It's a grave mistake by the Lembaga Amanah Kebajikan Masjid Negri Sarawak who owned a century-old Muslim cementary in Jln Keretapi, Kuching who approved the exhumation of the graves but didn't bother to inform the next of kins.
The news was first reported by MalaysiaKini .
Angry kin stop exhumation
By JACK WONG
KUCHING: An excavator was torched as angry family members stopped the exhumation of hundreds of remains at a century-old Muslim cemetery at Jalan Tun Ahmad Zaidi here.
A man believed to be involved in the exhumation work was assaulted. Several police officers and men arrived to control the tense situation.
The angry family members, who said they had not consented to the exhumation, also burnt tools used to dig up the graves and the wooden boxes to be used to collect the human remains.
Some 30 of the more than 300 graves in the cemetery were said to have been dug up since Monday.
Many family members rushed to the cemetery early yesterday to stop the exhumation work when they learnt about it.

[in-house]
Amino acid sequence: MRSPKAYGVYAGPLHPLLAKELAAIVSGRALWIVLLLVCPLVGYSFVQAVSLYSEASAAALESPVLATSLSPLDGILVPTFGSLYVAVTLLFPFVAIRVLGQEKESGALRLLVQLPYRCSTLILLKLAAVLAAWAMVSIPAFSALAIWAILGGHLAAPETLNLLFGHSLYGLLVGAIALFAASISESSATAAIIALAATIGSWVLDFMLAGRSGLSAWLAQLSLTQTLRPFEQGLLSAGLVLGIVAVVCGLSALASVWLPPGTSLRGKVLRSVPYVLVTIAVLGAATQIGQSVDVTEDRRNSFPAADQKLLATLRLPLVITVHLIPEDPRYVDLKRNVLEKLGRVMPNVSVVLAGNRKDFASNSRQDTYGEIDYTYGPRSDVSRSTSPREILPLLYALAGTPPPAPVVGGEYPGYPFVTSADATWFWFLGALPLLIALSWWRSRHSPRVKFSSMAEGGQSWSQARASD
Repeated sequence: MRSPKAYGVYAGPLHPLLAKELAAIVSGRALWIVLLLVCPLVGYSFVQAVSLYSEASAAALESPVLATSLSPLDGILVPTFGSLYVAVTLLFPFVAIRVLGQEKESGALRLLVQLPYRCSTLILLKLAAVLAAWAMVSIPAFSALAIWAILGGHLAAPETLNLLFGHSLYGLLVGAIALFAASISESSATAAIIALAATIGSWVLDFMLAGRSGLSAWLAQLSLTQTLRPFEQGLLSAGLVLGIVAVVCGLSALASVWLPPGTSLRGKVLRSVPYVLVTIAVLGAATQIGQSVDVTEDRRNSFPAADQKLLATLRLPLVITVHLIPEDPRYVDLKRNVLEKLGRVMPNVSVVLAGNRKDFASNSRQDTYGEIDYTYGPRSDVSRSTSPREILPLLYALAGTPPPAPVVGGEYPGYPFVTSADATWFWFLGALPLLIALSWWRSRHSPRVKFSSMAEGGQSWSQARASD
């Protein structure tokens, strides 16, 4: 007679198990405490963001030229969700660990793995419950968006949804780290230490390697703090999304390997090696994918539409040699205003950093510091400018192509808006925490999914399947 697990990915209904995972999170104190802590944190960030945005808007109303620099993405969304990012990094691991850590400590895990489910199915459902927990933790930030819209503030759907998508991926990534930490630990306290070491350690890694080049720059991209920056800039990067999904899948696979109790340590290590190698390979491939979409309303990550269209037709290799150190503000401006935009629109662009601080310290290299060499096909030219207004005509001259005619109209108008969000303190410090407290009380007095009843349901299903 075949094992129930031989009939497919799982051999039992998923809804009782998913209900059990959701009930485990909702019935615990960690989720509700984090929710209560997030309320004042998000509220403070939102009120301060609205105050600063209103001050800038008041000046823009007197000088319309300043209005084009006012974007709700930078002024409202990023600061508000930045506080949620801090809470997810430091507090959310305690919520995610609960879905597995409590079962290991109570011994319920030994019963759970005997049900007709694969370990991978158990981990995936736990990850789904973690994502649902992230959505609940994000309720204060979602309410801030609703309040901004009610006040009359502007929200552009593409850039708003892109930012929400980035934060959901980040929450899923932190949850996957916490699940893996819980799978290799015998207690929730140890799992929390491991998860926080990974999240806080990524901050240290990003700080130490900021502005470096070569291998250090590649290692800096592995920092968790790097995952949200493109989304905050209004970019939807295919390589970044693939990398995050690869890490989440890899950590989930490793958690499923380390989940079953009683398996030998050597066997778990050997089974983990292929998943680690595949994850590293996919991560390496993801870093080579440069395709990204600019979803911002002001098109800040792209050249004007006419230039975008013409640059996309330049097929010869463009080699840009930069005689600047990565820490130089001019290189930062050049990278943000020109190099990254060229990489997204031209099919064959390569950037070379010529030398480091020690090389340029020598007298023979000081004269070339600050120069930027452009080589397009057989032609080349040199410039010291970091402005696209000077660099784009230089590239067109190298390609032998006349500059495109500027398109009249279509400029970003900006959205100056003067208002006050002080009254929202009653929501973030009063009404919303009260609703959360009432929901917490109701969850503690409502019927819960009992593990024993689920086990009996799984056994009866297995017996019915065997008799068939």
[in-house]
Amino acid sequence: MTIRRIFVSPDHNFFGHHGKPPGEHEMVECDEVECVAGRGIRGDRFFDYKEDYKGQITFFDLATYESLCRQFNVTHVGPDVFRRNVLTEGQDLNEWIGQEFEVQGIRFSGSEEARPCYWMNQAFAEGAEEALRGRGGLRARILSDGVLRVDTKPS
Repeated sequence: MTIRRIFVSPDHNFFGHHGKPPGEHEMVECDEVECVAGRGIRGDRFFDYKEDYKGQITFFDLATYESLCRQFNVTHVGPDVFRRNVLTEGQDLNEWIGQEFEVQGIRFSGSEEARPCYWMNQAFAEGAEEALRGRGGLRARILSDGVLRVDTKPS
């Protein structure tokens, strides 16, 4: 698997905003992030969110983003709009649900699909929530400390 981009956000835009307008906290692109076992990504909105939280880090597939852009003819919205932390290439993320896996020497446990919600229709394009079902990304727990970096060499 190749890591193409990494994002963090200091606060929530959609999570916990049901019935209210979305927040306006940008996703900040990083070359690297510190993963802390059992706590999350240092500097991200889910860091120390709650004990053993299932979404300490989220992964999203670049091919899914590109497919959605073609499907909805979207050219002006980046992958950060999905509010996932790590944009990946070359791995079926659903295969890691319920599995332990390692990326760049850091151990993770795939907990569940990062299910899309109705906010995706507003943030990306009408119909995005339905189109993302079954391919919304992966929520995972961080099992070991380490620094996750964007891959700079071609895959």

They claimed that they had not consented to it although there was a dialogue at the Majlis Islam Sarawak building last Friday on a proposal to relocate the cemetery to a new site at Semariang in Petra Jaya.
Morshidi Sabang, 60, who spoke for the affected families, said they were angry as the exhumation work was carried out without their approval and done without proper rituals.
“We asked that exhumation work should not start before the coming Hari Raya,” he told reporters.
State Assistant Minister in the Chief Minister’s Department (Islamic Affairs) Datuk Daud Abdul Rahman said that he was disappointed with cemetery land owner, the Lembaga Amanah Kebajikan Masjid Negri Sarawak, for not informing him of the exhumation work.
He ordered the exhumed remains to be reburied yesterday afternoon according to proper rituals supervised by Majlis Islam Sarawak
Tempers flare as graves exhumed unlawfully
KUCHING: Emotions ran high at the Jalan Keretapi Muslim cemetery here yesterday following what was described as the unlawful exhumation of 44 graves by a local contractor as family members gathered en masse to protest the ‘heinous and shameful’ act.
The extremely tense situation also threatened to spiral out of control on several occasions as angry family members bashed up a representative of the Sarawak Islamic Religious Department (Jais), whom they held accountable for the incident, and torched an excavator and other equipment belonging to the contractor.